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How to Train a Basset Hound


Want to learn how to transform your Basset Hound’s behavior? Click here to find out how.

How to Train a Basset HoundThe Basset Hound.Also sometimes called the “Hush Puppy”, is a British breed that descends from the French Stag Hound. It is a short and heavy set dog breed that only grows to be about 15 inches tall. Their weight should range between 40 and 60 pounds. They have a short dense coat that comes in white, tan, yellow, and black. Spots and masking are also common.

The Basset Hound is a loving, happy-go-lucky dog that makes a great family pet. They also respond well to other animals. The only thing you have to watch out for is male aggression towards other male dogs. In addition to making a great family pet they also work well as a watch dog.

To care for this breed you will need to brush their coat on a semi-regular basis. You will need to pay more attention to their ears. Because they have long floppy ears you will need to make sure that they stay clean. Some of the health issues that you will need to keep your eyes open for include obesity, spine problems, leg problems, ear infections, bloating, and skin infections. If you have a female Basset Hound who is going to have puppies you should plan for them to be delivered by cesarean section.

Do you want a cute and short dog with an impeccable nose?

The Basset Hound, the “Hush Puppies” breed, is an adorable and well-behaved dog that will melt your heart with its appearance and demeanor. It is also a breed of amazing ability for tracking scents.

Bassett Hound Origin

The Basset hound is very old breed of dog. They were originally developed in France to assist in hunting slow trailing game animals such as rabbits and hares. They are perfect as trail hunters because their slow quiet movements won’t easily scare game.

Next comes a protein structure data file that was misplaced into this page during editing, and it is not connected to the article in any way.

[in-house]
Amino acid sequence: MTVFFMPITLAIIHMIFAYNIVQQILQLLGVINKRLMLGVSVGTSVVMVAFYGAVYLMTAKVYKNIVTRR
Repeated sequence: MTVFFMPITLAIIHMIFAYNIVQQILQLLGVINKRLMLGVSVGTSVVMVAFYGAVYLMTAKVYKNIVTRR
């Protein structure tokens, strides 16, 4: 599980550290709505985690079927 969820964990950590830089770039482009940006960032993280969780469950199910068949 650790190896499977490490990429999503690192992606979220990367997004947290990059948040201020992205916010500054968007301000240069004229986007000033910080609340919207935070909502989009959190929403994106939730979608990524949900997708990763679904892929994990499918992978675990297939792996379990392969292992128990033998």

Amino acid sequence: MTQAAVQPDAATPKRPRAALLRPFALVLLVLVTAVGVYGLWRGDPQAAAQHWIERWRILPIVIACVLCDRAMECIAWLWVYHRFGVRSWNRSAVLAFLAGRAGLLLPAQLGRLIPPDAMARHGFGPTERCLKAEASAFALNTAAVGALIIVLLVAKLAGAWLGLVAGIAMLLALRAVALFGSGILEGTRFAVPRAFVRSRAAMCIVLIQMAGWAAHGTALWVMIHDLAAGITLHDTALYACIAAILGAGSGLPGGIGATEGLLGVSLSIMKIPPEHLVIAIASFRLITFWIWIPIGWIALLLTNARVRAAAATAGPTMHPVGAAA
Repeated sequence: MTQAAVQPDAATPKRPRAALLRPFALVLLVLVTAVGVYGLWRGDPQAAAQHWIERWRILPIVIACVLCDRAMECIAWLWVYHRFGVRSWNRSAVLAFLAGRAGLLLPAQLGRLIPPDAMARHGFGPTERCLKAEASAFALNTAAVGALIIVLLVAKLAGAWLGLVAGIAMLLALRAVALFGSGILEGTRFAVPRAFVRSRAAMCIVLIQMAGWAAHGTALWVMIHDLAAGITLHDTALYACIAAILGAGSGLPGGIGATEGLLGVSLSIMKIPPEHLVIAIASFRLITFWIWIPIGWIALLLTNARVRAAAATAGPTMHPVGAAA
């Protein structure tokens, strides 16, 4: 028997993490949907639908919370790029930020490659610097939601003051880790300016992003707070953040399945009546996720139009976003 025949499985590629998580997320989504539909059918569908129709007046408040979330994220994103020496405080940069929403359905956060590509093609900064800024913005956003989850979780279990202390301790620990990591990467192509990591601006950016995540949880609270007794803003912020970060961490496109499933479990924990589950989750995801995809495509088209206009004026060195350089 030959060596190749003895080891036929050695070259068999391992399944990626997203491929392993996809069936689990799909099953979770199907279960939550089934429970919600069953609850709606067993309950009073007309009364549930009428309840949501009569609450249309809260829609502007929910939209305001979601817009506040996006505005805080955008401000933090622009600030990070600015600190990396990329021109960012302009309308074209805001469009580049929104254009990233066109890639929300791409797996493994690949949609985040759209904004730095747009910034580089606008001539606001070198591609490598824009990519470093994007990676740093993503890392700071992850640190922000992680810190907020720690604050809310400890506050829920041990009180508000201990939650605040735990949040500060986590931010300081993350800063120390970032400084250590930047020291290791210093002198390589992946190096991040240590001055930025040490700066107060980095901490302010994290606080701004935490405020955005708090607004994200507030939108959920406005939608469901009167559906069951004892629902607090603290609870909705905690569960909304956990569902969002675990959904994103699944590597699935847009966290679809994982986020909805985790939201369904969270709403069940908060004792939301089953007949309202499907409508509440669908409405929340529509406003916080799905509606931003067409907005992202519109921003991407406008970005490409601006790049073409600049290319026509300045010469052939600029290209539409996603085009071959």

Their popularity was at its peak during the reign of Emperor Napoleon. The true fame of the Basset Hound began in 1863, when it was presented at the Paris Dog Show.

They got their name from the French word “bas” meaning “low” in reference to their low set appearance.

Bassett Hound Appearance and Abilities

Basset hounds are very low to the ground. They have short legs. Proportionally, they have heavier bones as compared to other dogs.

Their short build can be deceiving. They are actually long dogs and able to reach counter and table tops to reach food. However, their short limbs and heavy bones make them poor swimmers.

Their skin is extremely loose and falls in folds on their heads. They have long velvety ears that fall way below their noses. They have a naturally sad expression on their faces even when they are happy.

They have short and smooth coats and are accepted in many recognizable colors. There are no rules concerning about coat color and color distribution.

Basset hounds have impeccable sense of smell. Their scent keenness is at par with that of the Bloodhound. They are able to pick up scent from very far and can track its origin with tremendous resolve.

Temperament and Tendencies of the Bassett Hound

Naturally, Basset hounds are well-mannered and loving dogs. They are never vicious or aggressive as fairly suggested by their melancholic faces. They are very patient and friendly with children.